- Both the smooth-coated and wire-haired fox terriers were bred to hunt foxes (as the name implies) and to pursue them down into their underground burrows. It takes a fast and fearless dog to do that job!
- Much as Disney's 101 Dalmatians movie created a demand for Dalmatian dogs, in the 1960s, it was the popularity of The Thin Man films and the Adventures of Tintin comics that started the fad of keeping fox terriers as family pets.
- They are energetic little dogs with a big personality, extremely intelligent, and great fun to be around. They're also a lot of fun to train, but it does take a lot of energy to keep up with them. When training a fox terrier, you'll need to be quick and have really good timing, as they learn very quickly but are also quick to develop new bad behaviours.
- The wire hair fox terrier is indeed a challenging breed to keep as a pet, especially given the typically hectic (but largely sedentary) lifestyle of the 21st century. But if you're going on wild adventures to all parts of the world—or even to the moon as Tintin did—the fox terrier is an ideal companion dog.
Inspired by Hergé's "Adventures of Tintin"
The Adventures of Tintin has been translated into 38 different languages and has inspired legendary artists such as Andy Warhol and Roy Lichtenstein. The comic book has also been turned into more than one television series and into a long-awaited Hollywood film directed by Steven Spielberg (with a well-received soundtrack by John Williams). The popularity of The Adventures of Tintin has also led to the sales of action figures, toys and puzzles, clothing and housewares, and other licensed products, as well as a video game.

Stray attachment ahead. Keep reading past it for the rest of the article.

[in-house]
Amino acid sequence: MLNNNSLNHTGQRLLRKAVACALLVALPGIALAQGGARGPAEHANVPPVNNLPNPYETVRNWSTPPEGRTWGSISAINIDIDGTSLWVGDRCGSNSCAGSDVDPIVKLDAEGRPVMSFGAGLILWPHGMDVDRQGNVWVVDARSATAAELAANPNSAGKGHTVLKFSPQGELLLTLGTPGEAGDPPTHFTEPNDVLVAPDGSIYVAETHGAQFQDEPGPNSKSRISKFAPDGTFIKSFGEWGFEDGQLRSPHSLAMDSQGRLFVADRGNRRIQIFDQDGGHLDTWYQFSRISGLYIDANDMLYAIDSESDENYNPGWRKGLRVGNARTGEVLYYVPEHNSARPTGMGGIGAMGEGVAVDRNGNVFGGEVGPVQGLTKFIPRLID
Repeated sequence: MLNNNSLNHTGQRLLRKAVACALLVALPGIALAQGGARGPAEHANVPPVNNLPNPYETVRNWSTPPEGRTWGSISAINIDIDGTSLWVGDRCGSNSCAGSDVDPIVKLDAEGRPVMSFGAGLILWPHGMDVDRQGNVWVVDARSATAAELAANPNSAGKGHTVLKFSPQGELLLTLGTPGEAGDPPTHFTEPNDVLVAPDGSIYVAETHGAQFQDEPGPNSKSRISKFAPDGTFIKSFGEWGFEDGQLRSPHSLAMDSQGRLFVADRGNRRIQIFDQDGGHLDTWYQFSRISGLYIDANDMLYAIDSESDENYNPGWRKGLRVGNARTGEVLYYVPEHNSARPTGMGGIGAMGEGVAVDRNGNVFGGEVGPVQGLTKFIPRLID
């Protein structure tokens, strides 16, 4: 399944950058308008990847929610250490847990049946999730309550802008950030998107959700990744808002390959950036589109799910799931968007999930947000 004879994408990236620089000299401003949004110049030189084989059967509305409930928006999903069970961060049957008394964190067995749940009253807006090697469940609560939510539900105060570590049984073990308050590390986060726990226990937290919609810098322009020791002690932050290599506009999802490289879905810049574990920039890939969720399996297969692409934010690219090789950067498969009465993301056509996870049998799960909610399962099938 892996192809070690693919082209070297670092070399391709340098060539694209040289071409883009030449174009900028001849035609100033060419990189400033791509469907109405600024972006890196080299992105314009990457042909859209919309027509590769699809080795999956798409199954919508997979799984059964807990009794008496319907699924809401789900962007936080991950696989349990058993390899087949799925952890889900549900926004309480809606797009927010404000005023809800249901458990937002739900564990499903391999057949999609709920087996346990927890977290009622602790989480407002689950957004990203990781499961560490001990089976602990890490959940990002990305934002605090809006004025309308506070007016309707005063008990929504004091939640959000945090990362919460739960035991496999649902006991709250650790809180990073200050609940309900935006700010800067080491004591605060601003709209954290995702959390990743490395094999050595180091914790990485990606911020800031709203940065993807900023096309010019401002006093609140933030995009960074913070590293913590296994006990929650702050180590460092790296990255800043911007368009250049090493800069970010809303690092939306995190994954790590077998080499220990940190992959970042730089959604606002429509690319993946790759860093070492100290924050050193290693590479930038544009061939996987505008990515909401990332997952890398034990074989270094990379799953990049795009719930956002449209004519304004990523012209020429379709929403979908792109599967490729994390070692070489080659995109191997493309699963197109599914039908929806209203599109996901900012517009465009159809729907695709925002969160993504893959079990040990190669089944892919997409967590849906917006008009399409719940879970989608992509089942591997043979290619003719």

More About Hergé, the Artist
Hard on the heels of the 2011 release of Spielberg's film The Adventures of Tintin: The Secret of the Unicorn, the Johns Hopkins University Press published the first-ever English edition of by Benoît Peeters. If you read only one biography of Georges Remi, this should be the one. Peeters had access to primary sources and interview materials, which provide a depth of insight you're unlikely to find in any other biographies currently in print. Hergé, Son of Tintin
Hergé Draws Snowy
In this short clip from a 1960 Swiss documentary film called Tintin et Son Père (Tintin and His Father), we see Hergé himself doing a quick drawing of Tintin and Milou (Snowy).